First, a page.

IGP gets two more years
The Inspector-General of Police (IGP), Mr Mohammed Ahmed Alhassan, has been granted a two-year extension of service.
This follows approval granted to a request by the Interior Ministry to the Vice-President for Mr Alhassan to stay in office to continue with his agenda of transforming the police service.
A November 8, 2013 letter signed by the Executive Secretary to the President, Dr Raymond Atuguba, said, “the President has granted a two-year extension/continuation of service to Mr Mohammed Ahmed Alhassan.”
In communicating that information to the IGP, the Interior Minister, Mr Kwesi Ahwoi, in a letter dated November 11, 2013, explained that the approval was “as a result of the recommendation of this ministry which was wholeheartedly endorsed and ratified by the Police Council, which is chaired by the Vice-President, at its maiden meeting after its inauguration on November 11, 2013”.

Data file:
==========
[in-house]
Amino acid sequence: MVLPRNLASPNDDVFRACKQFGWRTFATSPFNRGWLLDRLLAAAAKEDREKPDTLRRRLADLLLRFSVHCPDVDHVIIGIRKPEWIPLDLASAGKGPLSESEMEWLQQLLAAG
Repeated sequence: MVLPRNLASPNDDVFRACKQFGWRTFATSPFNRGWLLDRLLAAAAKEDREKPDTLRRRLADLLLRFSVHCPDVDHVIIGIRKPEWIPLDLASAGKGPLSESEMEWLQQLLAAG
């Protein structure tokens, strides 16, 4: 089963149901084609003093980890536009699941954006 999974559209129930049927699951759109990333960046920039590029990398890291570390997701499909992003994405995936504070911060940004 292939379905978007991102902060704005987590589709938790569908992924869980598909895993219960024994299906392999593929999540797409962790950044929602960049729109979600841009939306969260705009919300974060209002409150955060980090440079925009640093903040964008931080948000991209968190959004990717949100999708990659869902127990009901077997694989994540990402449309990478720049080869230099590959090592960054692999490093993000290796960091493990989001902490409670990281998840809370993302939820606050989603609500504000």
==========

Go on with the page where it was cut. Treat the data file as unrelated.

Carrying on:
It said it was “also all in recognition of the various innovations, initiatives and positive impact that you have brought to the Ghana Police Service since you joined the service”.
At the inauguration of the Police Command and Staff College in Winneba recently, the Vice-President, Mr Kwesi Amissah-Arthur, extolled the performance of Mr Alhassan since he (Mr Alhassan) assumed office and said the Ghana Police Service had witnessed a number of positive developments.
Some of the innovations Mr Alhassan brought to the service include the establishment of the Police Command and Staff College, the Visibility, Accessibility and Patrol Department and the Formed Police Unit.
After the inauguration of the Police Council on Monday, Mr Amissah-Arthur indicated that the council would institute a new process for appointing the next IGP.
That, he explained, was to deal with the frequent sense of instability that accompanied the appointment of Inspectors-General of Police.
Before he was confirmed as IGP in June, this year, Mr Alhassan had been acting since February 5, this year, when the then IGP, Mr Paul Tawiah Quaye, proceeded on his compulsory 90-day terminal leave.
Mr Alhassan has garnered a wealth of experience in the service and risen through the ranks to his new position.
He has held many positions in the United Nations (UN), including advisor to the UN Secretary-General on police issues in 1999.
He also served as the UN Police Commissioner for Liberia and Sierra Leone before he returned to Ghana in 2002, to assume Command Operations of the Southern Sector.